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The science behind the genetic blueprint of a specific cannabis plant

Nicholas Demski
Written by Nicholas Demski

How marking genomes impacts our understanding and utilization of cannabis varieties.

When you ask people who their favorite superhero is, they might say Iron man, Wonder Woman, The Hulk, or Batman.

Those people are all cool, but that’s not my answer. My answer is a pair of superheroes: Watson and Crick!

Never heard of them? They were more popular in the 1950s and 1960s, to be sure. Today, we take their talents for granted. What were they known for? They were able to see things that no one else could. They understood life better than any person before, and they won a Nobel Prize for it in 1962.

Of course, you probably realize that Watson and Crick were not muscular beasts that could fly and stop bullets with their bare hands. No, they were the pair of scientists who discovered the double helix, the molecular structure of our deoxyribonucleic acid, or DNA. Consider me a fanboy.

Without the basis of genetic science, we wouldn’t be able to know as much as we know about Cannabis. Researchers have lambasted the industry’s tendency to switch names of cultivars simply to generate revenue. But now, the industry is changing and basing its knowledge on the genetic differences between plants, not the lucrative name-changing game.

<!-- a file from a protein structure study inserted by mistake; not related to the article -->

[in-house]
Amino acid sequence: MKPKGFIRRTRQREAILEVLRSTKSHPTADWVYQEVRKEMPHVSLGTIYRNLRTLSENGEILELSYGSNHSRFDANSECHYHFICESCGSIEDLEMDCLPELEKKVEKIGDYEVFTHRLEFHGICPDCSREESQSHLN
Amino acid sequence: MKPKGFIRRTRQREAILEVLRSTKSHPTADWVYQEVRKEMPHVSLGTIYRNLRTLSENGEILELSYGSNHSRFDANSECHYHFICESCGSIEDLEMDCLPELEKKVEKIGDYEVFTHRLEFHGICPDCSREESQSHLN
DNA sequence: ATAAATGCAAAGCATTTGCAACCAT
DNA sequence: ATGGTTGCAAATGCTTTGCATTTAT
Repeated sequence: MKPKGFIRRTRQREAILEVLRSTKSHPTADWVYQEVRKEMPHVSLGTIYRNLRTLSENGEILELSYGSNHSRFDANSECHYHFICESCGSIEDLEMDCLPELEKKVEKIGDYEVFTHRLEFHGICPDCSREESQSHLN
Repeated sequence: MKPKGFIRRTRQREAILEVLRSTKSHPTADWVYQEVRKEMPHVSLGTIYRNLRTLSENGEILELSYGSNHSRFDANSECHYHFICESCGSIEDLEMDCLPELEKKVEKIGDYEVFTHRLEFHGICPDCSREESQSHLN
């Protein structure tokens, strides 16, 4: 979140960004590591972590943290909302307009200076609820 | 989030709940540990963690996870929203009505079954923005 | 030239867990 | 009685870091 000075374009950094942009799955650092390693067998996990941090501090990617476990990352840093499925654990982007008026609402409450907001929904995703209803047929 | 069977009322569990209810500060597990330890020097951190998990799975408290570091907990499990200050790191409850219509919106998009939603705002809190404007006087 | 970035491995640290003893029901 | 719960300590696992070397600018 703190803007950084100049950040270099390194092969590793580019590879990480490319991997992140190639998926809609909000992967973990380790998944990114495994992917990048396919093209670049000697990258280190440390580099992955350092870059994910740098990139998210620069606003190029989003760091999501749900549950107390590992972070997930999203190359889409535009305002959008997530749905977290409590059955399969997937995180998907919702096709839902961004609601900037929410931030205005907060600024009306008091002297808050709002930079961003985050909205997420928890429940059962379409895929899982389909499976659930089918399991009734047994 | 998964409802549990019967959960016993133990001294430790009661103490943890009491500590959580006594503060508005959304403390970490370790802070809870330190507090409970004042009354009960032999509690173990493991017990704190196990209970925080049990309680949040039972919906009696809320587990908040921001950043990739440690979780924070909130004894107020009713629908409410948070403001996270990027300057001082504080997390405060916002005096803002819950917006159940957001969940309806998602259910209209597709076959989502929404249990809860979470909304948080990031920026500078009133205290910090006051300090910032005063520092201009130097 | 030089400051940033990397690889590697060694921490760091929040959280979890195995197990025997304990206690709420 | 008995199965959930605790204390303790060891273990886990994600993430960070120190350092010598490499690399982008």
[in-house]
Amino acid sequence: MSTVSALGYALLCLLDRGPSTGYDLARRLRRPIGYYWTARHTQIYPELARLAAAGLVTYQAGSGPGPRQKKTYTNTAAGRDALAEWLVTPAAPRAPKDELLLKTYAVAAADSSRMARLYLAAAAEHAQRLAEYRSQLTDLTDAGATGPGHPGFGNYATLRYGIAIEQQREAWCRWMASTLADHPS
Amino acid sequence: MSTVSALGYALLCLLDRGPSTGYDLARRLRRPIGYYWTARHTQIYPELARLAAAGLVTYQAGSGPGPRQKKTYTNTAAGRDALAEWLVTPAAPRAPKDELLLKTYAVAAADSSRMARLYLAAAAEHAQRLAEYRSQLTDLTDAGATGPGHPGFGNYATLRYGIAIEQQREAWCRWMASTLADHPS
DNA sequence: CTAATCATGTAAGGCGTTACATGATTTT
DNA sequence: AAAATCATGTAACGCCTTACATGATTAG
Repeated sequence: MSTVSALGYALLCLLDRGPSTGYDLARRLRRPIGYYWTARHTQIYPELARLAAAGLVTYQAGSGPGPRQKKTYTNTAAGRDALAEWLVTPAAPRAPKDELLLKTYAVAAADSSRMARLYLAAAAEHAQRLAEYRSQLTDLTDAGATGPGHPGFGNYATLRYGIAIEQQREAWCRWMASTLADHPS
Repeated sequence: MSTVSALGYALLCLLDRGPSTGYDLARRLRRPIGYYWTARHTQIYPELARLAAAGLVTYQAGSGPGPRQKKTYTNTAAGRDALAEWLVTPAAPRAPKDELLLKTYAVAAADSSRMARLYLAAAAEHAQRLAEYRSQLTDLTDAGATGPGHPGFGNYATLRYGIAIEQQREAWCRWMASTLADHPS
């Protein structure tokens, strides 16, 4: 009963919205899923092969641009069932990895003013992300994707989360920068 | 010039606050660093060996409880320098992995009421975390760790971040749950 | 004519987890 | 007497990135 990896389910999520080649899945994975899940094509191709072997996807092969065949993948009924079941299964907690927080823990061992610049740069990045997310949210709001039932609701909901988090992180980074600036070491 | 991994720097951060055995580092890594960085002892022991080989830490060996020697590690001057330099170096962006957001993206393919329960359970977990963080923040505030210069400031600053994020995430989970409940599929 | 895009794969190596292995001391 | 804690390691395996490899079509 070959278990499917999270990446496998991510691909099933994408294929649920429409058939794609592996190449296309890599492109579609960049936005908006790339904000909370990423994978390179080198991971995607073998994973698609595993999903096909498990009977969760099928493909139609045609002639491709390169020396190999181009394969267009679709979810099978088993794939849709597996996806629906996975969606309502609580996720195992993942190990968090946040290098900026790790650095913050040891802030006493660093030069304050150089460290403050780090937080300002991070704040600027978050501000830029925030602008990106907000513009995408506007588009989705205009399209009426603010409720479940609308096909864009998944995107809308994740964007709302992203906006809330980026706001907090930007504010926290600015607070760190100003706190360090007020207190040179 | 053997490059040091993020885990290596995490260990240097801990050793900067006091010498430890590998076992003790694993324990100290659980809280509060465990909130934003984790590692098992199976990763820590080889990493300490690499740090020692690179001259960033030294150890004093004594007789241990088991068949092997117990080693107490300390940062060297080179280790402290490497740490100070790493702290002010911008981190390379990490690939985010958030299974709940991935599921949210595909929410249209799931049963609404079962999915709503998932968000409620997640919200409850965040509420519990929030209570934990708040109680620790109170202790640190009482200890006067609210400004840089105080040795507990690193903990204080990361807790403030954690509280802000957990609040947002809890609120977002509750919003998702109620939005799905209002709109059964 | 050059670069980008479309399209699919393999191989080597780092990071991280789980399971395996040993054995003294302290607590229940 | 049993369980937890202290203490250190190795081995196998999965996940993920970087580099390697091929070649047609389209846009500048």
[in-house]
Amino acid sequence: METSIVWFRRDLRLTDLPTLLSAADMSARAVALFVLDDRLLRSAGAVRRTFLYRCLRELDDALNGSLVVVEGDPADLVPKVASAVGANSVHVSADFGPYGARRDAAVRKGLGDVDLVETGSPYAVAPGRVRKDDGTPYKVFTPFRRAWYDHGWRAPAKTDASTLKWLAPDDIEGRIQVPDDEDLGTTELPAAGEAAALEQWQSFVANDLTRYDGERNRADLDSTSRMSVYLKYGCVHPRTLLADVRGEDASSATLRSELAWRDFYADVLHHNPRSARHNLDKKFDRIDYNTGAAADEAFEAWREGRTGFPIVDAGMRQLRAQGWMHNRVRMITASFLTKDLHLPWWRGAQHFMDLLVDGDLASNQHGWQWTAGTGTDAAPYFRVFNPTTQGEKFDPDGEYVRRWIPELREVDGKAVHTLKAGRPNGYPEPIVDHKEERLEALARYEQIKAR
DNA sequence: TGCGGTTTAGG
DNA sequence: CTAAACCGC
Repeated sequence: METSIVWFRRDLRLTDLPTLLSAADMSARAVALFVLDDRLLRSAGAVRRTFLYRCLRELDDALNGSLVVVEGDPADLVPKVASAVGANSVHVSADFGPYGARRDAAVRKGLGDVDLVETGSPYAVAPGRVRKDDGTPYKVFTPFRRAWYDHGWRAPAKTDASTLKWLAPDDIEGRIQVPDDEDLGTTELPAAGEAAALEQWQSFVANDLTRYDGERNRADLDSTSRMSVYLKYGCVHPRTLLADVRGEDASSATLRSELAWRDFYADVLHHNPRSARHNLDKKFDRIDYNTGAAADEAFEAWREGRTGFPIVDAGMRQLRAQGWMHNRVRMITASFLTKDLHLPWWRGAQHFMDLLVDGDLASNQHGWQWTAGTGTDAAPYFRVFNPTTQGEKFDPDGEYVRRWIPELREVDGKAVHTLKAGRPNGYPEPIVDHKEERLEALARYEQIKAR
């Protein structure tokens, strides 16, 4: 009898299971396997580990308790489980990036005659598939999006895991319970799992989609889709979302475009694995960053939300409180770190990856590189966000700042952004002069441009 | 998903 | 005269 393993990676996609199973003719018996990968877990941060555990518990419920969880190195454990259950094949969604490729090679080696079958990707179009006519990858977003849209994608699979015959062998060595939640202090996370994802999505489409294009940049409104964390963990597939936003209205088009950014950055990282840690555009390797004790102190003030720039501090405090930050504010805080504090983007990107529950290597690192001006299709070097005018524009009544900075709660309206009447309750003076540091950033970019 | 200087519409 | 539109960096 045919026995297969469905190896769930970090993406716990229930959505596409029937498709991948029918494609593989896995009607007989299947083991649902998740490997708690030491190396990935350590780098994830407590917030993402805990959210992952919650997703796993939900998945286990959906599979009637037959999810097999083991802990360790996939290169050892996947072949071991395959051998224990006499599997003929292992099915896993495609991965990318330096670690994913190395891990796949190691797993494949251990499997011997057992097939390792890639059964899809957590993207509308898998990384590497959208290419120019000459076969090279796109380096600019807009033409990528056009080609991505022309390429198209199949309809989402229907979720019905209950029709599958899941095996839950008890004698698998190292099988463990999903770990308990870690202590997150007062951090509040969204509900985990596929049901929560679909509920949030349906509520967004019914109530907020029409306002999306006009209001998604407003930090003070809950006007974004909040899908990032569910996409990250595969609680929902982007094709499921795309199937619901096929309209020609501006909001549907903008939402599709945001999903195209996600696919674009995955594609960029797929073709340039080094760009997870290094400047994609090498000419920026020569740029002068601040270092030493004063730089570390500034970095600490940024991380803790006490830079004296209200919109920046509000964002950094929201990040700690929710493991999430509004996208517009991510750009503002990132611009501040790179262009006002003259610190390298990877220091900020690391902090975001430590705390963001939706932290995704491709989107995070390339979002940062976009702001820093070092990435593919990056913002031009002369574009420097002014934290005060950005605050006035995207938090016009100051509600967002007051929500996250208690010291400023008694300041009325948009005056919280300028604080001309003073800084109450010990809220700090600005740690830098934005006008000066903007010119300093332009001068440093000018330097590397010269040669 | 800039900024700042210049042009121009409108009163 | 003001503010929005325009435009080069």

The science behind the genetic blueprint of specific cannabis cultivars is quite interesting. For starters, it seems that hemp is more closely related to chemovars indicative of what we commonly call“indicas” than it is to plants labeled as“sativas”. [1]

Beyond that, however, is how microsatellites – sections of repetitive DNA – are helping scientists determine the lineage of cannabis cultivars. Microsatellites are used for studying genetic lineages by identifying repeat nucleotide sequences and ‘marking’ them to map out that plant’s lineage. This is done in forensic science to help trace seized cargo to its origin. [2]

There are also uses for microsatellites in the cannabis industry. For example, using this type of genetic identification, growers can better understand their plants, how to grow them, and how to breed for specific traits.

Interestingly, and perhaps expectedly, researchers discovered that there is more diversity in drug-type cultivars as compared to hemp varieties. A 2015 paper indicated that

The more researchers are able to identify genomic markers on all cannabis varieties, the more they will be able to identify chemovars, understand their lineage, and breed novel varieties.

References

  1. Sawler, J. et al. ‘The Genetic Structure of Marijuana and Hemp.” PLOS ONE, 2015; 10(8). [Times Cited = 69, Journal Impact Factor = 2.766].
  2. Dufresnes C. et al., “Broad-Scale Genetic Diversity of Cannabis for Forensic Applications.” PLOS ONE, 2017; 12(1).[Times Cited = 6, Journal Impact Factor = 2.766]
  3. Lynch, R., et al., “Genomic and Chemical Diversity in Cannabis”, Critical Reviews in Plant Sciences, 2016, 35(5-6): 349-363. [Times Cited = 17, Journal Impact Factor = 6.162]

About the author

Nicholas Demski

Nicholas Demski

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